“There was never a time that I didn't think I was going to come back," he said. "I didn’t know how it was going to work, or what the plan was going to be, but I always had that fight to come back to the game I love.”
The timing of his injuries also played a pivotal role in his desire to return. “If I would've gotten hurt before having any success on the field, it would've been a different story for me. But I was able to play enough football to prove that I could play at a high level before it was taken away from me. So each time I got hurt I just had the mindset that if I could get through the injury, I could get back to playing at that high level."
He credits his family and NIU’s coaching staff with being his support system. “My mom is a spiritual warrior and always tells me to keep believing things will get better. And my dad sets the tone for my work ethic,” Pugh said. “This current coaching staff made it a point to speak life into my current situation, and inspired me to keep going and pursue my dreams.”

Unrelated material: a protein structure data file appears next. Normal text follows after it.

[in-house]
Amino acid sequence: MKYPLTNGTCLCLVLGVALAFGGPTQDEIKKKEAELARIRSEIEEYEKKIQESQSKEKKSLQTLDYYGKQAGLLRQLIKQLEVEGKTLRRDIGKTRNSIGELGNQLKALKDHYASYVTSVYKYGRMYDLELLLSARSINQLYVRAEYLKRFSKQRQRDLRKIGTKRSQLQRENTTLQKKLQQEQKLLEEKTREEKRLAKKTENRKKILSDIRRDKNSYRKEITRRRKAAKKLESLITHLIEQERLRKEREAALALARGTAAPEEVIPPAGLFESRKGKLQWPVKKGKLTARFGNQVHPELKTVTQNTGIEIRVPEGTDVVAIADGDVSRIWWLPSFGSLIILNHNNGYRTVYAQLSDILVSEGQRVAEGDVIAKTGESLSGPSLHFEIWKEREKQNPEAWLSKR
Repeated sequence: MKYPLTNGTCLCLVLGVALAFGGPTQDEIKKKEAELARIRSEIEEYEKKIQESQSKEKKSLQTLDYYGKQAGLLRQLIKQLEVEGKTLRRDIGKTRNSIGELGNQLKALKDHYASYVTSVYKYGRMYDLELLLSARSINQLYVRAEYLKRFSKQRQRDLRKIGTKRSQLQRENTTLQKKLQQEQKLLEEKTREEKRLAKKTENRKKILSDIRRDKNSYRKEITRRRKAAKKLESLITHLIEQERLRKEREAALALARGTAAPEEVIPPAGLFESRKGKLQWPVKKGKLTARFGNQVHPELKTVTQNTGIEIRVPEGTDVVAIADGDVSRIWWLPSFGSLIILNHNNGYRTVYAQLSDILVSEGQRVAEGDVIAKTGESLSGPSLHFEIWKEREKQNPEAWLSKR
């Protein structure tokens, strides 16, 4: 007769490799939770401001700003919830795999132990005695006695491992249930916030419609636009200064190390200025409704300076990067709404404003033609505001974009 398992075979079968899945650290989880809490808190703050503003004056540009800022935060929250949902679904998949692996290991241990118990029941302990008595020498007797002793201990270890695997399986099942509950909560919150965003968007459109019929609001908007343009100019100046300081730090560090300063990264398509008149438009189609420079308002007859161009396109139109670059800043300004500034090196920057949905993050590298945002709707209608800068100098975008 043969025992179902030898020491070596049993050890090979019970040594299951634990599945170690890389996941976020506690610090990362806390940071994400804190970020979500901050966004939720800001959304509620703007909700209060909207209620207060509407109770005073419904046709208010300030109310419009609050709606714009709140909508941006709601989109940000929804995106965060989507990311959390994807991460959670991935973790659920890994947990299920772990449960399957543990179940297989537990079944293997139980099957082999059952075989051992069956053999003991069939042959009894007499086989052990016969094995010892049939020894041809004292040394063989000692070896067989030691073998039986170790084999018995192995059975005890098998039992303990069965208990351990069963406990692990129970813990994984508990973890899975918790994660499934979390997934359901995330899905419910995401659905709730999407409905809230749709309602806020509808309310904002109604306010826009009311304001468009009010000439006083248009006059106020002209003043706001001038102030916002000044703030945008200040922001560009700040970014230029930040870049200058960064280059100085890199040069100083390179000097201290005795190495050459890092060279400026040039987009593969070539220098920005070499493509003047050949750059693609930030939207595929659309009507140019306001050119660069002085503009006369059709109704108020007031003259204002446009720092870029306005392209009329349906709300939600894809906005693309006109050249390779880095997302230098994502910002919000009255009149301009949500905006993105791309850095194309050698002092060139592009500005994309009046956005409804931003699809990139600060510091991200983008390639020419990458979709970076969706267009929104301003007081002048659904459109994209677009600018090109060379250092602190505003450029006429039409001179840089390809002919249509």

The medical waivers he picked up after the injuries made him eligible for the 2022 season. And not only is he the longest tenured player on his team's roster, but according to Northern Illinois associate athletic director Donna Turner, Pugh's eight years in college football make him the longest tenured player in FBS history.
Here's a breakdown of how each of Pugh's seasons played out:
|YEAR||WHAT HAPPENED||GAMES PLAYED|
|2016||Back-up LB and special teams||10|